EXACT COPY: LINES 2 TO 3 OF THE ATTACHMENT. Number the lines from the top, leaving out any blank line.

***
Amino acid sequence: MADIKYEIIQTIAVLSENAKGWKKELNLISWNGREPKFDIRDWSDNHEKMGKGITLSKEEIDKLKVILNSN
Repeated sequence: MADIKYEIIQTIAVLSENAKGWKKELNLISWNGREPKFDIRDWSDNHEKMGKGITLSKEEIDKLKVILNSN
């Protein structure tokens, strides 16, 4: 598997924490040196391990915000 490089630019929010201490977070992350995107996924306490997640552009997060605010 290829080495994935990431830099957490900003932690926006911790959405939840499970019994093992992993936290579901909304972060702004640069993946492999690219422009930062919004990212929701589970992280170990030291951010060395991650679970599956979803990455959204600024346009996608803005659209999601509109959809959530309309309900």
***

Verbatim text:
Repeated sequence: MADIKYEIIQTIAVLSENAKGWKKELNLISWNGREPKFDIRDWSDNHEKMGKGITLSKEEIDKLKVILNSN
């Protein structure tokens, strides 16, 4: 598997924490040196391990915000 490089630019929010201490977070992350995107996924306490997640552009997060605010 290829080495994935990431830099957490900003932690926006911790959405939840499970019994093992992993936290579901909304972060702004640069993946492999690219422009930062919004990212929701589970992280170990030291951010060395991650679970599956979803990455959204600024346009996608803005659209999601509109959809959530309309309900």